Just outside the West Point gates in the Town of Highland a 21-year-old ignored the stop sign and entered the intersection. He told the police he thought the van he crashed into had a stop sign and he just entered the intersection without even slowing. He was ticketed for failing to yield the right of way. The van was being driven by our 35-year-old client, who was a driver for Occupations, Inc. The force of the crash caused his head to snap forward and back, resulting in damage to his neck. Eventually, our client needed a surgery to repair a damaged disc in his neck. At trial, the insurance company's lawyer originally claimed the neck injury was not from the crash. Senior Trial Partner George Levy proved otherwise. Our client's treating doctor, a life care planner and an economist were called as expert witnesses. The case was settled just as closing arguments were about to be made to an Orange County Jury. Managing Attorney Melody Gregory assisted throughout the trial.
Having won hundreds of thousands of personal injury cases, our experience is proven. In the past fifty years Finkelstein & Partners has obtained verdicts or settlements with awards ranging from $500 thousand to $34 million. While we have established our reputation as the law firm to retain when seeking top-dollar verdicts or settlements from insurance companies, your satisfaction is our primary goal.
Now in our fifth decade of providing client representation and service, we remain dedicated as ever to fighting for and winning the money you deserve from insurance companies or other responsible parties, while preserving your dignity and privacy.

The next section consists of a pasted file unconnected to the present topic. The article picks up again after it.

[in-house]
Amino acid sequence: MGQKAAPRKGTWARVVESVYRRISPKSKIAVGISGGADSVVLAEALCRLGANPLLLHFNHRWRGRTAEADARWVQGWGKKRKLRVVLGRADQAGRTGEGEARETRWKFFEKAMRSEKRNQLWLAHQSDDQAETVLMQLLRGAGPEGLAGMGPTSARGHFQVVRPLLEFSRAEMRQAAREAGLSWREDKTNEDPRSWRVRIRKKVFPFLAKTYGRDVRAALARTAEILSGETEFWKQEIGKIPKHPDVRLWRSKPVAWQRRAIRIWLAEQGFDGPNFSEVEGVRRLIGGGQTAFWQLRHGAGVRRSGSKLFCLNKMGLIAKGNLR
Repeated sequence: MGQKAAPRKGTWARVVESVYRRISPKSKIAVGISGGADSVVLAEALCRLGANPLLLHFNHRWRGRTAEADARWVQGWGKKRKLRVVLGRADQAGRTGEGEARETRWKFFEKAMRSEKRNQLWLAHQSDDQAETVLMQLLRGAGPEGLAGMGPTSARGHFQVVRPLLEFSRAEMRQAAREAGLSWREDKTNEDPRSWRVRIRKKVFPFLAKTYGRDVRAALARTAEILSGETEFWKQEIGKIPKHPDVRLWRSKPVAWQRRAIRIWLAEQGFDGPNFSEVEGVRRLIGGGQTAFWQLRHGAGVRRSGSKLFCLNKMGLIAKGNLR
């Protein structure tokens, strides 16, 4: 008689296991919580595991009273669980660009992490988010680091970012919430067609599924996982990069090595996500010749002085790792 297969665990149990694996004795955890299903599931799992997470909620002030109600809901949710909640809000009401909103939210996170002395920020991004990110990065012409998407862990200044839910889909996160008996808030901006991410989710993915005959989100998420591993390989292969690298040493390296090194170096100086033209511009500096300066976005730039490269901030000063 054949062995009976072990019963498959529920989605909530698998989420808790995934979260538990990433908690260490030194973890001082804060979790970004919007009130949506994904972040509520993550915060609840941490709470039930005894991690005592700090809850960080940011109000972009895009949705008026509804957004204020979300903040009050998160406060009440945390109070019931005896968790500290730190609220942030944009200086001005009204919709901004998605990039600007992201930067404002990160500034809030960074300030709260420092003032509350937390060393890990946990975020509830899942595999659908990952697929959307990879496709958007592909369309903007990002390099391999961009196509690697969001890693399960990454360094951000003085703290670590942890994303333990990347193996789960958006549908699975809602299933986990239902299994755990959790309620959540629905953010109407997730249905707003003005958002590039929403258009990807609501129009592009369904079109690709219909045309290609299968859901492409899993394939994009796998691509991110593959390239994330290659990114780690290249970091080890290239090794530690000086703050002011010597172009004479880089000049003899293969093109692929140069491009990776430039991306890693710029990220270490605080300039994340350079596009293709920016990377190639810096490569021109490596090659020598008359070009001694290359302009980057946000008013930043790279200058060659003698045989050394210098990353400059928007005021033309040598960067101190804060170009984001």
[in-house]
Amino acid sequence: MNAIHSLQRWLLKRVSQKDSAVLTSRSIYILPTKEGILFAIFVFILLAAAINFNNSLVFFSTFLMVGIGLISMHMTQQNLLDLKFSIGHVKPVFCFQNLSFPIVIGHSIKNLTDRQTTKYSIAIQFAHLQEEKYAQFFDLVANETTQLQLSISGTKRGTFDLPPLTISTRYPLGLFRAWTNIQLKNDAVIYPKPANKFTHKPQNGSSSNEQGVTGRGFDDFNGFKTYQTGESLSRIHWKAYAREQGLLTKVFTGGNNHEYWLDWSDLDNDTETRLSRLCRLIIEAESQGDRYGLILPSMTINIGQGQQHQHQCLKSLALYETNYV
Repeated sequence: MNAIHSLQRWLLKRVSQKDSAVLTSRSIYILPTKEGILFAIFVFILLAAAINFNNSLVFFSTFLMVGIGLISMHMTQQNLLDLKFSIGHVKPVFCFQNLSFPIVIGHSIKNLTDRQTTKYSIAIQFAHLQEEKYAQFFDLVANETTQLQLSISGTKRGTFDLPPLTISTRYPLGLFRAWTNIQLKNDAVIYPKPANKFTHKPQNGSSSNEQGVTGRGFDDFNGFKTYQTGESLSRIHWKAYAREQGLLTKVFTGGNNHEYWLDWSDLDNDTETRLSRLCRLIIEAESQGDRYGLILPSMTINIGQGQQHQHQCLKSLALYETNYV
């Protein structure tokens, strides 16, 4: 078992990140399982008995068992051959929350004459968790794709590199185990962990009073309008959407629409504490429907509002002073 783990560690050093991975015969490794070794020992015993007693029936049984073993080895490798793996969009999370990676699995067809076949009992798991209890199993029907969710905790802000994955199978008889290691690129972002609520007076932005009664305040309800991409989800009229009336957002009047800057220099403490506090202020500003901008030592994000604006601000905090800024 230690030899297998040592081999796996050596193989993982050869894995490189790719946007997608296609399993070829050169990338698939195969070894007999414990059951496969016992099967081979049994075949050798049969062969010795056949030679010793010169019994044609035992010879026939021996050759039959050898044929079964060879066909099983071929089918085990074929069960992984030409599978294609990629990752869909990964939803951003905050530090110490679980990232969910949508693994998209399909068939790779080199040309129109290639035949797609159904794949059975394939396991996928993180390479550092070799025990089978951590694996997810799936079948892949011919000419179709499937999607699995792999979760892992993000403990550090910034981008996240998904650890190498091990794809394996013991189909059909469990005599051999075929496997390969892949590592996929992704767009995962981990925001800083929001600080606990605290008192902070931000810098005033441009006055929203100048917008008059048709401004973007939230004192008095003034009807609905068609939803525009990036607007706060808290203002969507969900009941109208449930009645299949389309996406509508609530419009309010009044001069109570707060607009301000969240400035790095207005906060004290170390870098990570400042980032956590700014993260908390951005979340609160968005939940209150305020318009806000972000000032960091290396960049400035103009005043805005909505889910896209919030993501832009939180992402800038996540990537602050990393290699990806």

Please read on for a selection of recent cases of note.*
The general contractor hired to replace a roof at a Church in Poughkeepsie failed to provide the necessary fall protection to the roofers. While removing slate tiles, our client slipped off the roof and fell 15 feet to the ground. Had there been the appropriate scaffolding or a tie off the injury never would have occurred. We brought a lawsuit claiming the general contractor violated labor law Section 240 that protects all construction workers working at a height. Our client broke his heel and needed surgery. At trial the injured construction worker was awarded monies for his pain and suffering, lost wages, and medical bills. The total awarded was $3,768,087. The case was handled by Managing Partner Andrew Finkelstein and Managing Attorney Melody Gregory.
A retired NYC policeman and now a volunteer fireman was riding his motorcycle on a beautiful summer day when an approaching car in the opposite lane turned left directly into his path. The driver of the car failed to put a signal on and our client tried to brake to avoid crashing his bike into the car but he did not have enough time. In the crash, our client broke his ankle in two places and had to undergo surgery to rebuild the joint. Unfortunately, the car only had $25,000 of available insurance. Our office filed a claim with both the car insurance and our client's own motorcycle insurance. Fortunately, our client bought $300,000 worth of Underinsurance when he purchased his motorcycle insurance. We filed for an underinsurance arbitration and just before the hearing we were able to settle the claim for an additional $250,000. The case was handled by trial partner Ken Fromson.